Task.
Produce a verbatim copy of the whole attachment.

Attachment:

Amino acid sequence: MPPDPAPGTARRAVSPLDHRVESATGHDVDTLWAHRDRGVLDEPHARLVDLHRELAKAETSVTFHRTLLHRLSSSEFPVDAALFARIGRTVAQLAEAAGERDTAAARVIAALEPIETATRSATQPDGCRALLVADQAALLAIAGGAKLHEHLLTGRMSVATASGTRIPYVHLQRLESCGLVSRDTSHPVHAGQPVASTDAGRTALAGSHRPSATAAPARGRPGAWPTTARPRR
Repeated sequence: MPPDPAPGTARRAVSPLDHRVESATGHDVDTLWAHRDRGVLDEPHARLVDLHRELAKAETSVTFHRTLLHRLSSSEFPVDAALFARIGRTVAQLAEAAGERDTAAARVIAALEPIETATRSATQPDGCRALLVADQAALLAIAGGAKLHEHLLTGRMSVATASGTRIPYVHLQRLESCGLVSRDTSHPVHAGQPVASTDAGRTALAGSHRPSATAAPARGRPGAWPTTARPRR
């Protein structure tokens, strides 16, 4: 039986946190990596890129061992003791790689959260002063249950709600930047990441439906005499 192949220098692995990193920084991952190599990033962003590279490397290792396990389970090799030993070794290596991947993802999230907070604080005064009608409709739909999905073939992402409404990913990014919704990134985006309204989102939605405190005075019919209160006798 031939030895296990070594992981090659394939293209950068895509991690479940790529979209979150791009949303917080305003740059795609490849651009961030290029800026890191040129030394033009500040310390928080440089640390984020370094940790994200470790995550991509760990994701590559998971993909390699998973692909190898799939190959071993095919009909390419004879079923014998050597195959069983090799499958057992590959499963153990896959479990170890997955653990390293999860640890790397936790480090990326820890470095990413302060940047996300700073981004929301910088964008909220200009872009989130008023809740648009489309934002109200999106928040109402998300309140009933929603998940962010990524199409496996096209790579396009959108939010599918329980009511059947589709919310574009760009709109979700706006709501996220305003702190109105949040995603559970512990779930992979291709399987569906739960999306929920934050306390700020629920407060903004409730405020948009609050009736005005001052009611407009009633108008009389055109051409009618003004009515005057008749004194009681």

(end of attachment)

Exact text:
Amino acid sequence: MPPDPAPGTARRAVSPLDHRVESATGHDVDTLWAHRDRGVLDEPHARLVDLHRELAKAETSVTFHRTLLHRLSSSEFPVDAALFARIGRTVAQLAEAAGERDTAAARVIAALEPIETATRSATQPDGCRALLVADQAALLAIAGGAKLHEHLLTGRMSVATASGTRIPYVHLQRLESCGLVSRDTSHPVHAGQPVASTDAGRTALAGSHRPSATAAPARGRPGAWPTTARPRR
Repeated sequence: MPPDPAPGTARRAVSPLDHRVESATGHDVDTLWAHRDRGVLDEPHARLVDLHRELAKAETSVTFHRTLLHRLSSSEFPVDAALFARIGRTVAQLAEAAGERDTAAARVIAALEPIETATRSATQPDGCRALLVADQAALLAIAGGAKLHEHLLTGRMSVATASGTRIPYVHLQRLESCGLVSRDTSHPVHAGQPVASTDAGRTALAGSHRPSATAAPARGRPGAWPTTARPRR
């Protein structure tokens, strides 16, 4: 039986946190990596890129061992003791790689959260002063249950709600930047990441439906005499 192949220098692995990193920084991952190599990033962003590279490397290792396990389970090799030993070794290596991947993802999230907070604080005064009608409709739909999905073939992402409404990913990014919704990134985006309204989102939605405190005075019919209160006798 031939030895296990070594992981090659394939293209950068895509991690479940790529979209979150791009949303917080305003740059795609490849651009961030290029800026890191040129030394033009500040310390928080440089640390984020370094940790994200470790995550991509760990994701590559998971993909390699998973692909190898799939190959071993095919009909390419004879079923014998050597195959069983090799499958057992590959499963153990896959479990170890997955653990390293999860640890790397936790480090990326820890470095990413302060940047996300700073981004929301910088964008909220200009872009989130008023809740648009489309934002109200999106928040109402998300309140009933929603998940962010990524199409496996096209790579396009959108939010599918329980009511059947589709919310574009760009709109979700706006709501996220305003702190109105949040995603559970512990779930992979291709399987569906739960999306929920934050306390700020629920407060903004409730405020948009609050009736005005001052009611407009009633108008009389055109051409009618003004009515005057008749004194009681």